Overall, I think the story line had a lot of potential, but it fell way short on plot and character development. I think this novel could be very troubling to individuals who have triggers for abuse or struggle with financial insecurity. There is also nothing added by way of any kind of real diversity in this book. I gave this two stars on Goodreads. I wouldn’t recommend this book, but if you like watching train wrecks and really bad reality TV; then you might like this book?

 

Until Next Time World…

Can You Actually Learn Something from a Comic Book?

I’ve been trying to expand the type of things that I read. If you’ve kept up with my reading habits this year, you’ll know that I have been adding more graphic novel content. With a little help from the book community, my coworkers, and my local library, I’ve been able to read a couple of volumes that I’ve really liked. One of those volumes was the new Ms. Marvel, who is Kamala Khan. I think that there are currently 4 volumes out currently, with the 5th volume releasing in the US on July 12th of this month.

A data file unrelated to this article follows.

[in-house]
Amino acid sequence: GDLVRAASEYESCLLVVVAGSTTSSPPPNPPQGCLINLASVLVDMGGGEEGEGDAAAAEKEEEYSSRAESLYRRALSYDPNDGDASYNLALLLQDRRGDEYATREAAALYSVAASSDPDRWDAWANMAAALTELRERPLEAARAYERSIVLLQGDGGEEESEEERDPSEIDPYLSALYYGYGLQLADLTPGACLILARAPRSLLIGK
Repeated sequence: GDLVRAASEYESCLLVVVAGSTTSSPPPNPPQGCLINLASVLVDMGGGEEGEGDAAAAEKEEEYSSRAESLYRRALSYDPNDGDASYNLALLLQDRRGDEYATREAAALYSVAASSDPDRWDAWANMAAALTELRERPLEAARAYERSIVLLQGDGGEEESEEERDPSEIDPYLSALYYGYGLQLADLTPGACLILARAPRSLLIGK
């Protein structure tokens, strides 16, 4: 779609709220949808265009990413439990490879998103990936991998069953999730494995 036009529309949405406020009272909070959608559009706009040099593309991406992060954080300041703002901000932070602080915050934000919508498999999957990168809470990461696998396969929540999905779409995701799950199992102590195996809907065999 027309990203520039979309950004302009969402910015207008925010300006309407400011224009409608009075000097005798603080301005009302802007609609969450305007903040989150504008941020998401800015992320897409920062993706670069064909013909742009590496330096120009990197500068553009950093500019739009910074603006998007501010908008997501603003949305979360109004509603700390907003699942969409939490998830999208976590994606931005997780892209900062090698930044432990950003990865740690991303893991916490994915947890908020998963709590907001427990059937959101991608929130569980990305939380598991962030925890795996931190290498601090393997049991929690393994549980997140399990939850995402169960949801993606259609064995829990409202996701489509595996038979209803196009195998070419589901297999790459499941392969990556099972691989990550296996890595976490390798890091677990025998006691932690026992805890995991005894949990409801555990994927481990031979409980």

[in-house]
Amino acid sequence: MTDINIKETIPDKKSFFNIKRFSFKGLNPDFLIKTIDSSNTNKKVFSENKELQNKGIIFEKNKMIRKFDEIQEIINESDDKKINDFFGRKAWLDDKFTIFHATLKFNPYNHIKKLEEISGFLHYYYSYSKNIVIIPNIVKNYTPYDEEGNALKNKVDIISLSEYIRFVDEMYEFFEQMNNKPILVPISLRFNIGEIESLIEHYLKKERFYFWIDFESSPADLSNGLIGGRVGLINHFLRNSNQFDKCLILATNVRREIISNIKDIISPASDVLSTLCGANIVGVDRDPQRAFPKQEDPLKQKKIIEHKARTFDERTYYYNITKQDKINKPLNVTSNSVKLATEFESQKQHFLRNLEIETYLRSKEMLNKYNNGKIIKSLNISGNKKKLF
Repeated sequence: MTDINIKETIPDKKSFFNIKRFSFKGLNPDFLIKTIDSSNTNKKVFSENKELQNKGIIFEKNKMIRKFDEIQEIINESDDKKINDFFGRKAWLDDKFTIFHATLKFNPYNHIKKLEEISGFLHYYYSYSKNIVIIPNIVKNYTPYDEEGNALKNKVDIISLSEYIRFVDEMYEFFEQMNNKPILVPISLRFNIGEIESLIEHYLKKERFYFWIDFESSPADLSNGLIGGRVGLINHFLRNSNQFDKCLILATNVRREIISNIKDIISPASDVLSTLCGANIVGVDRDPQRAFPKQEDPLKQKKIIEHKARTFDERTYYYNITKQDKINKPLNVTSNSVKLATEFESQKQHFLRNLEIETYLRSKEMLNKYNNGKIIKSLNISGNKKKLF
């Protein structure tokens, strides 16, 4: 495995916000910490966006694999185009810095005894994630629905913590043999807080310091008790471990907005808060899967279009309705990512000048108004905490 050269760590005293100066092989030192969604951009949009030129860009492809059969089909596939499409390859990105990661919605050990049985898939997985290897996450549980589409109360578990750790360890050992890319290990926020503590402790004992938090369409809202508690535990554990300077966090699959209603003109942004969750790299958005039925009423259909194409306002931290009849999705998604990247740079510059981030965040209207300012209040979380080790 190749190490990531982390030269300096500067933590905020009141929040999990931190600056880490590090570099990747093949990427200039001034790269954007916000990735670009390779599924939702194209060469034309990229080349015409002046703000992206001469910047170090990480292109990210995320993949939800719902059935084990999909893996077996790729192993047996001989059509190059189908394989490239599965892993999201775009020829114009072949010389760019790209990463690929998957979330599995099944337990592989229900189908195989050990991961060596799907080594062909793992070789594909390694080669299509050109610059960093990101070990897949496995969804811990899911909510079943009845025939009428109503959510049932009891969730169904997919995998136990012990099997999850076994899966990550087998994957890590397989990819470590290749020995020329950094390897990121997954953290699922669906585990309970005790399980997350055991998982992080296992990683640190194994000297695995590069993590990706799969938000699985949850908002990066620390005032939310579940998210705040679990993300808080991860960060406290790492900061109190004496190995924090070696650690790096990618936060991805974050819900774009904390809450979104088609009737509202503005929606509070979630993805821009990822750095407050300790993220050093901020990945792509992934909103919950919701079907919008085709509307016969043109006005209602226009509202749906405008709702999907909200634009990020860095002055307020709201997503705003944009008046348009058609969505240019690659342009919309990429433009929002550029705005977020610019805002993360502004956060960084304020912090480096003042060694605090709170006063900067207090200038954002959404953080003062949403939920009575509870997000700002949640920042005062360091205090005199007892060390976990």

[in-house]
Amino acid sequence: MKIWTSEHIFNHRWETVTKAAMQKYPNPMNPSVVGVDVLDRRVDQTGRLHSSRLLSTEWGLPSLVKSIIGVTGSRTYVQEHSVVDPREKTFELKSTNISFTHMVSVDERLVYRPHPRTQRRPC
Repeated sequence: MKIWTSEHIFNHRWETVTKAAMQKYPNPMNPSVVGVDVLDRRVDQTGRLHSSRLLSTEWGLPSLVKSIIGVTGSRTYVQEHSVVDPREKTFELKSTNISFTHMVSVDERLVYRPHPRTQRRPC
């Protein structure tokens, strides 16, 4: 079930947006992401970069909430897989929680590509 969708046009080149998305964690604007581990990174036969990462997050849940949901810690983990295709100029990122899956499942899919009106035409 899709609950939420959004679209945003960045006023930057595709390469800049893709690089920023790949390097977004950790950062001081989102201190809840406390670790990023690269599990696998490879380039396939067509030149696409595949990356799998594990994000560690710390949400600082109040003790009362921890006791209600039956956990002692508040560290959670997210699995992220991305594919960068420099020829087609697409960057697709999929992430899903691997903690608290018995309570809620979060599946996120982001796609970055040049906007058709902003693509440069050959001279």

Kamala Khan is a 16 year old Pakistani-American, Muslim teenager in Jersey City, NJ. There is so much in that sentence that is exciting. First off – JERSEY CITY. One of my good friends in college was from Jersey City; so whenever I hear mention of it I just get good vibes. Plus Jersey City is SOOO Jersey I just can’t take it. (For those of you that are wondering, these thoughts are literally reserved for those who have spent time in the Mid-Atlantic section of the US.). Also, I love that Marvel didn’t just make her of “Middle-Eastern descent” because that’s wayyy to dismissive of the various cultures and identities that are salient to immigrants in the Northeast US. Since Islam is one of the big three religions, it makes sense that there would be a superhero that would ascribe to that religion.